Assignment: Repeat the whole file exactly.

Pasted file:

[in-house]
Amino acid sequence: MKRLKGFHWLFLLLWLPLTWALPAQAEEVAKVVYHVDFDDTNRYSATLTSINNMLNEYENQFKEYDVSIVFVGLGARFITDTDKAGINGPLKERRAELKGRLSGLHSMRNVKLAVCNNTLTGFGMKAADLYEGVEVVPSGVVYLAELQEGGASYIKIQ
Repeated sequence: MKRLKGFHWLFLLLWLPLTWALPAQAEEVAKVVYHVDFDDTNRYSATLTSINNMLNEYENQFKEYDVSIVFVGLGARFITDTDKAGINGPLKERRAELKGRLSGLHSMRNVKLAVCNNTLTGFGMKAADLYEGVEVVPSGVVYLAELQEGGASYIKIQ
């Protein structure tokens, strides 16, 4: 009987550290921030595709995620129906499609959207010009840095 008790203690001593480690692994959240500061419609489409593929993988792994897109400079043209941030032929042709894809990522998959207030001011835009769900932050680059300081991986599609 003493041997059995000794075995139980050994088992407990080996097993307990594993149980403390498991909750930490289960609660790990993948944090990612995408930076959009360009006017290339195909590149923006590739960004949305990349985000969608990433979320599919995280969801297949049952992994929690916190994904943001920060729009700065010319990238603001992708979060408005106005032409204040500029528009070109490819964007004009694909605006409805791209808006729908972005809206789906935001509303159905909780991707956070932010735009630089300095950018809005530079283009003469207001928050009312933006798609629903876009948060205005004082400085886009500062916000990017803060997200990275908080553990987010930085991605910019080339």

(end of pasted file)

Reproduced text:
[in-house]
Amino acid sequence: MKRLKGFHWLFLLLWLPLTWALPAQAEEVAKVVYHVDFDDTNRYSATLTSINNMLNEYENQFKEYDVSIVFVGLGARFITDTDKAGINGPLKERRAELKGRLSGLHSMRNVKLAVCNNTLTGFGMKAADLYEGVEVVPSGVVYLAELQEGGASYIKIQ
Repeated sequence: MKRLKGFHWLFLLLWLPLTWALPAQAEEVAKVVYHVDFDDTNRYSATLTSINNMLNEYENQFKEYDVSIVFVGLGARFITDTDKAGINGPLKERRAELKGRLSGLHSMRNVKLAVCNNTLTGFGMKAADLYEGVEVVPSGVVYLAELQEGGASYIKIQ
């Protein structure tokens, strides 16, 4: 009987550290921030595709995620129906499609959207010009840095 008790203690001593480690692994959240500061419609489409593929993988792994897109400079043209941030032929042709894809990522998959207030001011835009769900932050680059300081991986599609 003493041997059995000794075995139980050994088992407990080996097993307990594993149980403390498991909750930490289960609660790990993948944090990612995408930076959009360009006017290339195909590149923006590739960004949305990349985000969608990433979320599919995280969801297949049952992994929690916190994904943001920060729009700065010319990238603001992708979060408005106005032409204040500029528009070109490819964007004009694909605006409805791209808006729908972005809206789906935001509303159905909780991707956070932010735009630089300095950018809005530079283009003469207001928050009312933006798609629903876009948060205005004082400085886009500062916000990017803060997200990275908080553990987010930085991605910019080339």